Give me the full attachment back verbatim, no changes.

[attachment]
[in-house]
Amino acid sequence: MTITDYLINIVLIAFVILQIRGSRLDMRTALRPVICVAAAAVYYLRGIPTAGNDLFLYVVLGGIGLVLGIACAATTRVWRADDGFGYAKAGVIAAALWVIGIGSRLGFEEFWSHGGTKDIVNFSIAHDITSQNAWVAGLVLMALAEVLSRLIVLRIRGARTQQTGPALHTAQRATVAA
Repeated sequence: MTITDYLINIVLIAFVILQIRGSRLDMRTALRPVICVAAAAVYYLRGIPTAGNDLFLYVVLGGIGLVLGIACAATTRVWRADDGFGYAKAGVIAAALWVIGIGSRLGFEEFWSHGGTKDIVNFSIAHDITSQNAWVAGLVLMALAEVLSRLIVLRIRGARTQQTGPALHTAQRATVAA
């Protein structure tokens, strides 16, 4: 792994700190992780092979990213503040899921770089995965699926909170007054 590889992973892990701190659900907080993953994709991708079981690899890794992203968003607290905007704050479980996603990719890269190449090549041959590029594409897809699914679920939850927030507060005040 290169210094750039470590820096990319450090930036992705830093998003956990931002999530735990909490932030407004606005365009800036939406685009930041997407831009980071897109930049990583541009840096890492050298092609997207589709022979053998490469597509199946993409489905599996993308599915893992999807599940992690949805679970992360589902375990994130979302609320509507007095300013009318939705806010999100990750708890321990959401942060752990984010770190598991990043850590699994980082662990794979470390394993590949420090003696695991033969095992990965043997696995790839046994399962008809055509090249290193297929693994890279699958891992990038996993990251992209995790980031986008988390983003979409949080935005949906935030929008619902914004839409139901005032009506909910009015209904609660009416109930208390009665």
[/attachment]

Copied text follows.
[in-house]
Amino acid sequence: MTITDYLINIVLIAFVILQIRGSRLDMRTALRPVICVAAAAVYYLRGIPTAGNDLFLYVVLGGIGLVLGIACAATTRVWRADDGFGYAKAGVIAAALWVIGIGSRLGFEEFWSHGGTKDIVNFSIAHDITSQNAWVAGLVLMALAEVLSRLIVLRIRGARTQQTGPALHTAQRATVAA
Repeated sequence: MTITDYLINIVLIAFVILQIRGSRLDMRTALRPVICVAAAAVYYLRGIPTAGNDLFLYVVLGGIGLVLGIACAATTRVWRADDGFGYAKAGVIAAALWVIGIGSRLGFEEFWSHGGTKDIVNFSIAHDITSQNAWVAGLVLMALAEVLSRLIVLRIRGARTQQTGPALHTAQRATVAA
């Protein structure tokens, strides 16, 4: 792994700190992780092979990213503040899921770089995965699926909170007054 590889992973892990701190659900907080993953994709991708079981690899890794992203968003607290905007704050479980996603990719890269190449090549041959590029594409897809699914679920939850927030507060005040 290169210094750039470590820096990319450090930036992705830093998003956990931002999530735990909490932030407004606005365009800036939406685009930041997407831009980071897109930049990583541009840096890492050298092609997207589709022979053998490469597509199946993409489905599996993308599915893992999807599940992690949805679970992360589902375990994130979302609320509507007095300013009318939705806010999100990750708890321990959401942060752990984010770190598991990043850590699994980082662990794979470390394993590949420090003696695991033969095992990965043997696995790839046994399962008809055509090249290193297929693994890279699958891992990038996993990251992209995790980031986008988390983003979409949080935005949906935030929008619902914004839409139901005032009506909910009015209904609660009416109930208390009665």